Blogging our way through life!
What’s the best way to raise children in a digital age?

Today we’re joined by Dr Bex Lewis from Durham University, author of Raising Children in a Digital Age (Lion Hudson, 2014). She’s been featured on BBC Radio 2 ‘Steve Wright in the Afternoon’, and in The Daily Telegraph and is Director of social media consultancy ‘Digital Fingerprint’.

Dr Lewis writes:raising-children-in-a-digital-age

Like many children, Martha Payne’s NeverSeconds blog was started as a school project when she was 9 years old.

Unlike many children, on 4 February 2014, Martha’s blog gained its 10 millionth hit, and celebrated raising over £131,000 for Mary’s Meals. Seth Godin has explained how it doesn’t matter if only your cat reads your blog, so long as you’re enjoying it, and you’re seeking to improve what you do.

Martha would agree, and with her Mum and Dad, gave a series of tips on how her family has found ways to embed the digital into their lives.

These included time limits (they have a budget of one hour each per day); the computer remains in public spaces; Dad has the passwords to the blog and sees any comments first; facts should be questioned; no form filling without Mum or Dad, and she clicks to minimize the window if there’s anything she doesn’t like.

This story is one of many positive uses for children on the internet highlighted in my new book Raising Children in a Digital Age, where enthusiasm is balanced with a healthy respect for the power of the online environment (and includes a recommendation for the range of information, inspiration and support to be found on KidsBlogClub).

In 2008 Professor David Buckingham looked at a number of personal blog sites produced by children (both boys and girls). The sites were all public, but the content was notably geared to friends, with younger children typically focusing on local friends and family, whilst as children got older, girls in particular became more sarcastic, dropped childhood symbols, developed a more obvious sexuality, and became more critical of adults (especially teachers), while demonstrating an increasing awareness of the world beyond their own websites.

Children may need reminding that posting nasty comments on other people’s blogs, or blogging to damage the reputation or privacy of others (including sharing personal data) are bullying behaviours. Encourage them to demonstrate more positive support like this: in response to a friend’s suicide, a teenager set up a Twitter account giving compliments to others online.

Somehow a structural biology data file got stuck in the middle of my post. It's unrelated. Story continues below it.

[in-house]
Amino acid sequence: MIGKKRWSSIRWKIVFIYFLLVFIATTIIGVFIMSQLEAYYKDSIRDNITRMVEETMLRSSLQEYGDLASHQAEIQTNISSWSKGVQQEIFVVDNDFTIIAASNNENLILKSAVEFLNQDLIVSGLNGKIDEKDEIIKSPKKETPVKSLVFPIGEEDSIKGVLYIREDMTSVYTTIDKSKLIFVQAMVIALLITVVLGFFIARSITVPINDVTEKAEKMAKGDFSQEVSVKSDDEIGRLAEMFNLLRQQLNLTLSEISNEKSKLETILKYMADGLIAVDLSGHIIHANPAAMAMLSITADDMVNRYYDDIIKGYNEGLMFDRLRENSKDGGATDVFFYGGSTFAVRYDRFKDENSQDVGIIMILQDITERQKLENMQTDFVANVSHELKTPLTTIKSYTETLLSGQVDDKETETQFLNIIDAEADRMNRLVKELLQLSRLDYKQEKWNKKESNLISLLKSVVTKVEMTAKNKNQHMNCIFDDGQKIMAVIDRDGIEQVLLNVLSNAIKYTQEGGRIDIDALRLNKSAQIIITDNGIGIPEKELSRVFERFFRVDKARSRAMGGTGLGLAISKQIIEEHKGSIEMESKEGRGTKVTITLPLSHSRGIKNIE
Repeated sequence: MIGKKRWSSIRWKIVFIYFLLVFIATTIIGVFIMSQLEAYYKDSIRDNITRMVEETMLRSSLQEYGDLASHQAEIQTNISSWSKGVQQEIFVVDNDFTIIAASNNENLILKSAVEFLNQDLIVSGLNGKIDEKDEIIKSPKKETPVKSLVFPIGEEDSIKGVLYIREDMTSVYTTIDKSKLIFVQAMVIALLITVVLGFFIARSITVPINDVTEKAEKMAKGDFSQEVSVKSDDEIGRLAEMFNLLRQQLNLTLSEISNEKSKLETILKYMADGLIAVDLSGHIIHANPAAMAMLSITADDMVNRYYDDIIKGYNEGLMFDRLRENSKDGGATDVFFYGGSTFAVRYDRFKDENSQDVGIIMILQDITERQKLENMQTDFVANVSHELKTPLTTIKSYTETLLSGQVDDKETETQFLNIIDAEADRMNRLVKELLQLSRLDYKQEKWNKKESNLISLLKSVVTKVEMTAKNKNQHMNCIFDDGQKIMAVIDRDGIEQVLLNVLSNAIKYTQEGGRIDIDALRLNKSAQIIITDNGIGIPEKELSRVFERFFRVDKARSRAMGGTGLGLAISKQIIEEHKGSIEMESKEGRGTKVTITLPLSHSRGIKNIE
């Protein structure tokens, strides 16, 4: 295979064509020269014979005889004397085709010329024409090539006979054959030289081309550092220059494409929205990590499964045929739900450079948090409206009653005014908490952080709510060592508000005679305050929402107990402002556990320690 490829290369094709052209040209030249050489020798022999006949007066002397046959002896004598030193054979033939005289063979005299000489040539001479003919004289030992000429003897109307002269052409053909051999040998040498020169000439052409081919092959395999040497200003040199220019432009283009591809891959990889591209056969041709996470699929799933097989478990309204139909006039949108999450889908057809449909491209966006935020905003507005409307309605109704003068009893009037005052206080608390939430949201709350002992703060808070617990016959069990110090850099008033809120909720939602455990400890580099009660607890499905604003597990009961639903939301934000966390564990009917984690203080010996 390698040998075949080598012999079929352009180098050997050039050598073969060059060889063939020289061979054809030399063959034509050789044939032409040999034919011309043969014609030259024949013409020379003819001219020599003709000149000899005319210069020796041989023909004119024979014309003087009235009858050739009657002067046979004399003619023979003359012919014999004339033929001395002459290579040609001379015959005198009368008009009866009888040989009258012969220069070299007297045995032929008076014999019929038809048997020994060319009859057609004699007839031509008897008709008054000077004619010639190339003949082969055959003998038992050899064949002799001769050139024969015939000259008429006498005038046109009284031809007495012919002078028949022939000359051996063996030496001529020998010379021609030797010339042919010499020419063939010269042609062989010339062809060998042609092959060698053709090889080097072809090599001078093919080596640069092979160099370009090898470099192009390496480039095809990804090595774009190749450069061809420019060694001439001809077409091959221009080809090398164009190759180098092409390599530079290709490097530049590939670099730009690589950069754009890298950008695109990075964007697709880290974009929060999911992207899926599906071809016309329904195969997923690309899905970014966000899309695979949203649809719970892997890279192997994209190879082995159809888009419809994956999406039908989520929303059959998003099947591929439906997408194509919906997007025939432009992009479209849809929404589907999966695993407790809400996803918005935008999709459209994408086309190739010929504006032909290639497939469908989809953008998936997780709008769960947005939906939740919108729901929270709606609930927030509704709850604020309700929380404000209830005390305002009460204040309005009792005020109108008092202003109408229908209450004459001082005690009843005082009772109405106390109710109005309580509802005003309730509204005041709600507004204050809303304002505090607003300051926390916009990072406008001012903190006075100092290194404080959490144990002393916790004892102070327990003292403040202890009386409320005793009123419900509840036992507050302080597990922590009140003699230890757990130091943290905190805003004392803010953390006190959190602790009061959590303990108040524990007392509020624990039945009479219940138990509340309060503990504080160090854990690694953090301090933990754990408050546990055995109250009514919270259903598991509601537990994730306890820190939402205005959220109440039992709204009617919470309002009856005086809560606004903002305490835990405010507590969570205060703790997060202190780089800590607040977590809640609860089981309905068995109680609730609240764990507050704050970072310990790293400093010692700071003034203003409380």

The book emphasises that trust and communication are important, so it’s worth considering talking to your child before you read their blog, in case they think you are checking up on them behind their back – even better, ask them to demonstrate it to you. This also enables you to open a conversation about the kind of content they have on there, encouraging the good and minimizing the bad. You might want to help them think about what they write, and how, and how it might contribute to their future digital footprint, but don’t forget that it’s their personal space, in which they may simply want to “play”.


 What family rules to you have to help you manage digital life?



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3 Comments to “What’s the best way to raise children in a digital age?”

  1. […] having fun, and blogging about the things they are passionate about so great to be invited to write a piece for them, about my new book Raising Children in a Digital […]

  2. Samsara says:

    my parents help me in editing and posting. We read together couple of time .If everybody feels its OK to post then we hit “publish” button. I do not give my name or address to any webpage.

  3. […] having fun, and blogging about the things they are passionate about so great to be invited to write a piece for them, about my new book Raising Children in a Digital […]

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